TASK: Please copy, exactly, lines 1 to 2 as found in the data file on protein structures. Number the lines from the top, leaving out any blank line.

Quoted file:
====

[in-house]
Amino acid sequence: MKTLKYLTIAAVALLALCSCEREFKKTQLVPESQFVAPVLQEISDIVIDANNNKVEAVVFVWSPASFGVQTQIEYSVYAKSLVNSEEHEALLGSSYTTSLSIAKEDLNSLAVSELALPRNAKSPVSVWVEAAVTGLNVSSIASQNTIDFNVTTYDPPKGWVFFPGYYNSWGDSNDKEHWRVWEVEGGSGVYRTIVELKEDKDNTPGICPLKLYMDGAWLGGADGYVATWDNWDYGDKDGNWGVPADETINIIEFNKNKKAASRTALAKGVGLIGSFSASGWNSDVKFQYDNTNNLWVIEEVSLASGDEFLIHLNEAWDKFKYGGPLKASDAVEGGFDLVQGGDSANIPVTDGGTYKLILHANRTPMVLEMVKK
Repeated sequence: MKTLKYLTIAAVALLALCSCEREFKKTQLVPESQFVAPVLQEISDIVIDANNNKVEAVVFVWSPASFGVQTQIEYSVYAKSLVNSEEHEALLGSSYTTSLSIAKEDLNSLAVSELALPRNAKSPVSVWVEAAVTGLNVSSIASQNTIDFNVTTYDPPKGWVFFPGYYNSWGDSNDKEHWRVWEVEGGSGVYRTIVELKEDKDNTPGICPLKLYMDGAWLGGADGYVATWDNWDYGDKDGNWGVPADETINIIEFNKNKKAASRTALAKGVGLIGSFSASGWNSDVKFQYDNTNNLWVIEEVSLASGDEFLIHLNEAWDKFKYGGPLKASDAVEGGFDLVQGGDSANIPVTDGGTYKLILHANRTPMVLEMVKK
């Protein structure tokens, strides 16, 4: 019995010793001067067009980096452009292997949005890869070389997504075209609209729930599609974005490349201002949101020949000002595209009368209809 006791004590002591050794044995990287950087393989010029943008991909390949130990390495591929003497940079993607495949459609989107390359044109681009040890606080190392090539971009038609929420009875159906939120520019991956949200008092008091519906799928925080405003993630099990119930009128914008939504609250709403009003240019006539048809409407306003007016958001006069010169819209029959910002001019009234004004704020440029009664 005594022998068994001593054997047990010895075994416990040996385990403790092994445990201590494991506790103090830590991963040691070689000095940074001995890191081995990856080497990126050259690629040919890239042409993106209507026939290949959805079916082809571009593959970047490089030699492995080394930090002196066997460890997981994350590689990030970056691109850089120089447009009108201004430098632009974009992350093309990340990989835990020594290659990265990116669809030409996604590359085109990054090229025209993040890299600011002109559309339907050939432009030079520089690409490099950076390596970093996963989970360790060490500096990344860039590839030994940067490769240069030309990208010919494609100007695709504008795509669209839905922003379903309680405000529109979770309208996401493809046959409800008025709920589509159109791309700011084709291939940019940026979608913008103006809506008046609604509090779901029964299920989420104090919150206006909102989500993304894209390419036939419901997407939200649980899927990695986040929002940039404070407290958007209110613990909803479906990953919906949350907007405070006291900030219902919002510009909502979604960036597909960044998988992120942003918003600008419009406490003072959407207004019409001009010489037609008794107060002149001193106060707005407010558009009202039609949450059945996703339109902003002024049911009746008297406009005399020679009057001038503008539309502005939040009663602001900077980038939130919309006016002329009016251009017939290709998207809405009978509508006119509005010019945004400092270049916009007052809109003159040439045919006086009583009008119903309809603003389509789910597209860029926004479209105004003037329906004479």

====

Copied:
[in-house]
Amino acid sequence: MKTLKYLTIAAVALLALCSCEREFKKTQLVPESQFVAPVLQEISDIVIDANNNKVEAVVFVWSPASFGVQTQIEYSVYAKSLVNSEEHEALLGSSYTTSLSIAKEDLNSLAVSELALPRNAKSPVSVWVEAAVTGLNVSSIASQNTIDFNVTTYDPPKGWVFFPGYYNSWGDSNDKEHWRVWEVEGGSGVYRTIVELKEDKDNTPGICPLKLYMDGAWLGGADGYVATWDNWDYGDKDGNWGVPADETINIIEFNKNKKAASRTALAKGVGLIGSFSASGWNSDVKFQYDNTNNLWVIEEVSLASGDEFLIHLNEAWDKFKYGGPLKASDAVEGGFDLVQGGDSANIPVTDGGTYKLILHANRTPMVLEMVKK